> OHANA Three recordings [HC]: Classical Reviews- July 2002 MusicWeb(UK)

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Maurice OHANA (1914 – 1992)

Cello Concerto No.2 In Dark and Blue (1990)
T’Harân-Ngô (1974)
Piano Concerto (1981)
Sonia Wieder-Atherton (cello); Jean-Claude Pennetier (piano); Orchestre Philharmonique du Luxembourg; Arturo Tamayo
Recorded: Conservatoire, Luxembourg, January and May 1997
TIMPANI 1C1039 [65:20]



Tombeau de Claude Debussy (1962)a
Silenciaire (1969)
Chiffres de clavecin (1968)b
Sylvie Sullé (soprano)a; Christian Ivaldi (piano)a; Laure Morabito (zither)a; Elisabeth Chojnacka (harpsichord)b; Orchestre Philharmonique du Luxembourg; Arturo Tamayo
Recorded: Conservatoire, Luxembourg, May 1998
TIMPANI 1C1044 [61:31]




Livre des Prodiges (1979)
Anneau du Tamarit (1976)a
Synaxis (1966)b
Anssi Karttunen (cello)a; Pascal Devoyon, Christian Ivaldi (pianos)b; Orchestre Philharmonique du Luxembourg; Arturo Tamayo
Recorded: Conservatoire, Luxembourg, January and February 2000
TIMPANI 1C1056 [66:10]





It may be – and actually is – as truism to say that one’s background has a lasting impact on one’s life and achievements. Nevertheless Maurice Ohana’s multicultural background had an essential influence on his whole compositional work. He was born in Casablanca, then a French protectorate. His parents came from an old family of Sephardi Andalusian Jews. Moreover, his father, born in Gibraltar, was a British citizen, and Maurice Ohana remained a British citizen all his life though he lived in France from 1934 on. Thus, Ohana’s world centres around the Mediterranean Sea, i.e. Morocco, Northern Africa, Andalusia and France; and this all-embracing cultural environment played an important part in his musical make-up. His earlier works were strongly influenced by the Arabo-Andalusian culture, such as Tres Caprichos (1944/8) for piano, his Guitar Concerto (1940/50) reworked in 1957 as Tres Graficos and his first major masterpieces, the quintessentially Spanish Llanto por Ignacio Sanchez Meijas (1950) after Frederico Garcia Lorca and the beautiful Cantigas (1955).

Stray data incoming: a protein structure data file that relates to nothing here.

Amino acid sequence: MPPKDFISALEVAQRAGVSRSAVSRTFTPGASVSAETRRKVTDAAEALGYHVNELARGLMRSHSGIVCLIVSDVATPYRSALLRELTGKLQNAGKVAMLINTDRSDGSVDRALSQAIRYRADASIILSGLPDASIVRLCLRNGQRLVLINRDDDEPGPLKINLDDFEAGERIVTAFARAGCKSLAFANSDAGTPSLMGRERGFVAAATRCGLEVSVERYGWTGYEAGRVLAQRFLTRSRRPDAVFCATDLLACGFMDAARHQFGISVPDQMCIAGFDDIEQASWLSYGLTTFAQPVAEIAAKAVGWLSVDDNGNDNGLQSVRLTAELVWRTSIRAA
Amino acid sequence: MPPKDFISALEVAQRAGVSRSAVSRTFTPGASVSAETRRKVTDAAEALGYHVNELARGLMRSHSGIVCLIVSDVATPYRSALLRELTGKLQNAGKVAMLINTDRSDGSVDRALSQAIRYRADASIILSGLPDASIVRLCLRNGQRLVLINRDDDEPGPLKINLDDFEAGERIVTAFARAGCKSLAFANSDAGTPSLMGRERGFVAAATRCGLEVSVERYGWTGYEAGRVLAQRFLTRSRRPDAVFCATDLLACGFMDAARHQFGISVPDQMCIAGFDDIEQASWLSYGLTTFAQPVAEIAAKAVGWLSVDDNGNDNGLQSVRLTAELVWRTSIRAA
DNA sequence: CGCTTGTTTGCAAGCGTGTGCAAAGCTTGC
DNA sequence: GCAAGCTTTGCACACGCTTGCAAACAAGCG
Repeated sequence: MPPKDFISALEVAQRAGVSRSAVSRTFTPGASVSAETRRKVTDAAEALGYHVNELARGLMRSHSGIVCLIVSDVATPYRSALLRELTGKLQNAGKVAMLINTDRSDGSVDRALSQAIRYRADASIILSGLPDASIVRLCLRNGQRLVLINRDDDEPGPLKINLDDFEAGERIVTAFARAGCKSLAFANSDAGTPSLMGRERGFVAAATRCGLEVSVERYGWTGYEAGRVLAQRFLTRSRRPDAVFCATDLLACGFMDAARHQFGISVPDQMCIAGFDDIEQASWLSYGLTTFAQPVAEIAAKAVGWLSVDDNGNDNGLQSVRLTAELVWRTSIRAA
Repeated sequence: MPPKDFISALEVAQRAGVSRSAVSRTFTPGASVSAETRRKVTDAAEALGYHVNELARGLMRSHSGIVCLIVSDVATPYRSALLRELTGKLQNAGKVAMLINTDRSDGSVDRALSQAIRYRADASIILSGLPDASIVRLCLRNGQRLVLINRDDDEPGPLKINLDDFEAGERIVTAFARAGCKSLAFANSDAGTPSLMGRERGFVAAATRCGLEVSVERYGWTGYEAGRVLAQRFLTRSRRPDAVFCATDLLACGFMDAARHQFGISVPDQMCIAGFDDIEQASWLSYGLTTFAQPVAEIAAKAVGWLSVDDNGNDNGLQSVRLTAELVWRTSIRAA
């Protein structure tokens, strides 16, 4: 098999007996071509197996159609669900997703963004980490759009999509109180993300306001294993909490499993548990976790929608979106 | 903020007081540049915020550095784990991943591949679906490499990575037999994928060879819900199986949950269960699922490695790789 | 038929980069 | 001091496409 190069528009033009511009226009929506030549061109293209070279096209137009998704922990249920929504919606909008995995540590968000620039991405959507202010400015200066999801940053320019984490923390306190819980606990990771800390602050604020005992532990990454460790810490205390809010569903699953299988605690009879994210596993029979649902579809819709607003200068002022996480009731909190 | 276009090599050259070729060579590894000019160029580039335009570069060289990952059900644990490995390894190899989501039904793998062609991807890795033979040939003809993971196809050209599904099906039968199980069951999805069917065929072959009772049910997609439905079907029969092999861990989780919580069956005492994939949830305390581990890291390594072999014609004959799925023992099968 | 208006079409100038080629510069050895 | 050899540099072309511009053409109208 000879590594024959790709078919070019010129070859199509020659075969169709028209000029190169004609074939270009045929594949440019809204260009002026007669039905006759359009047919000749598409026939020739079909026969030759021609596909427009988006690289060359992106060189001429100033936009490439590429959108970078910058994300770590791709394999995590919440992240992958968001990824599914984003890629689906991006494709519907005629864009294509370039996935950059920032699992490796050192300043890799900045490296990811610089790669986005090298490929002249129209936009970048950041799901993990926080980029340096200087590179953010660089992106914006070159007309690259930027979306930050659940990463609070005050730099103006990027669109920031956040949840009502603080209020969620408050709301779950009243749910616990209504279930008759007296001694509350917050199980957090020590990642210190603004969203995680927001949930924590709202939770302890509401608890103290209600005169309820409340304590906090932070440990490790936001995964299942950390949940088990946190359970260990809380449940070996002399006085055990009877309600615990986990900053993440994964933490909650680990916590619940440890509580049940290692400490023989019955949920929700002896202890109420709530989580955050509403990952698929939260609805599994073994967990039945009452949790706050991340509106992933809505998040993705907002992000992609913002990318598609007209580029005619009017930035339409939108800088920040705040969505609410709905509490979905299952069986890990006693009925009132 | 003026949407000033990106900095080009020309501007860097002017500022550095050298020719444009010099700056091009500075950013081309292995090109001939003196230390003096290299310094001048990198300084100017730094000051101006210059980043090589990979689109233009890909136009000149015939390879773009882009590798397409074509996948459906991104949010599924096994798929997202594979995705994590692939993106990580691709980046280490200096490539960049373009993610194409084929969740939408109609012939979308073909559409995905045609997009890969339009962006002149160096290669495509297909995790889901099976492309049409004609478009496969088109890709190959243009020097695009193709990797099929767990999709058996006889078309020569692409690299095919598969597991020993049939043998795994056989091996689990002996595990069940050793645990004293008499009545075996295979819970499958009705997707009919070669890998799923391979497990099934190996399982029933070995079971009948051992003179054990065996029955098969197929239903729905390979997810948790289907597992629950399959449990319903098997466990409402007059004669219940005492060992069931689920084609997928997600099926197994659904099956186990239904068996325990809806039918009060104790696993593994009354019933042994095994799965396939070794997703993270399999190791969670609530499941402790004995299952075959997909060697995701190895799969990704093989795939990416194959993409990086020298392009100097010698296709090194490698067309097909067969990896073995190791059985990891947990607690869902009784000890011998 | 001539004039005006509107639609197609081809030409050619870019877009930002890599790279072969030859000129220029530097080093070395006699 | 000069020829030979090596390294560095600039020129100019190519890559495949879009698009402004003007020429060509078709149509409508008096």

Debussy and Varèse exerted a lasting influence on Ohana’s music, and the earliest work in the three CDs under review pays homage to Debussy. Tombeau de Claude Debussy was completed in 1962. It is scored for soprano, piano, third-tone zither (an instrument often used by Ohana) and orchestra. A remarkable feature of this work is that the scoring for limited orchestral forces nevertheless includes a sizeable percussion section (another Ohana characteristic). Ohana’s masterly use of percussion certainly echoes Varèse’s and Bartók’s; and percussion often features prominently in his output, e.g. Etudes choréographiques (1963), Synaxis (1966) and Silenciaire (1969) to name but a few. The score of Tombeau de Claude Debussy includes a few quotations from Debussy’s oeuvre but they are buried deep in Ohana’s musical fabric and are obviously not meant to be clearly heard. (The most obvious quotation is a distorted one of La Marseillaise in the movement evoking WW1, an allusion to Debussy’s Berceuse héroïque.) Actually, this is a quintessentially Ohana score, and this impressive, demanding but deeply-felt masterpiece synthesises Ohana’s musical thinking and has all main Ohana characteristics: micro-intervals, free polyphony, refined harmonies, masterly and often subtle use of percussion; but, above all – and most importantly – this often complex music eventually communicates by the sheer force of its expressive qualities.

On the other hand, Varèse’s influence may be clearly felt in Synaxis for two pianos, percussion (4 players) and orchestra, completed in 1966. This powerful, rugged piece is one of Ohana’s most original and personal achievements. Its often vehement, brutal sound world paints an almost inhuman, sun-drenched landscape of some unusual and often stunning beauty.

Ohana wrote a number of pieces for and with harpsichord; and Chiffres de clavecin, completed in 1968, is the second of them. It is scored for small orchestral forces, still with a huge array of percussion. As is often the case in his output, the piece is made of several short movements, each in several sub-sections; and the global impact is that of a bright, colourful kaleidoscope rather than that of a tightly argued symphonic argument. Ohana’s music is often built on hugely contrasted blocks of sound evoking some eventful journey in sound.